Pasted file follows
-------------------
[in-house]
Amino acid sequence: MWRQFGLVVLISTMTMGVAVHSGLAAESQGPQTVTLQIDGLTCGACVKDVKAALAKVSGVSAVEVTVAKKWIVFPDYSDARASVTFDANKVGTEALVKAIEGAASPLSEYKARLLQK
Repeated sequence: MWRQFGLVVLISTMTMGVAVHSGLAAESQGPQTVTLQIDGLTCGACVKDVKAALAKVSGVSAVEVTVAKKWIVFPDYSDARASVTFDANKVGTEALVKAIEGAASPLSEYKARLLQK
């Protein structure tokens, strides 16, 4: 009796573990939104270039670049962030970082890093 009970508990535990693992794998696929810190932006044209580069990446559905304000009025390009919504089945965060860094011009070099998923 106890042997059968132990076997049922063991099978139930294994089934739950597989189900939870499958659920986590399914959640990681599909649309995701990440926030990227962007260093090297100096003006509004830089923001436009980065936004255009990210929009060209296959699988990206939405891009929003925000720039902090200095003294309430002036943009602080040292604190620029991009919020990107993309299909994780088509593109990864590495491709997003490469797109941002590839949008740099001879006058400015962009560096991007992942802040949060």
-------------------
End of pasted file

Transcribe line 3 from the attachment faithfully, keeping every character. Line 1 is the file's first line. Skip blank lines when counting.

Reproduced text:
Repeated sequence: MWRQFGLVVLISTMTMGVAVHSGLAAESQGPQTVTLQIDGLTCGACVKDVKAALAKVSGVSAVEVTVAKKWIVFPDYSDARASVTFDANKVGTEALVKAIEGAASPLSEYKARLLQK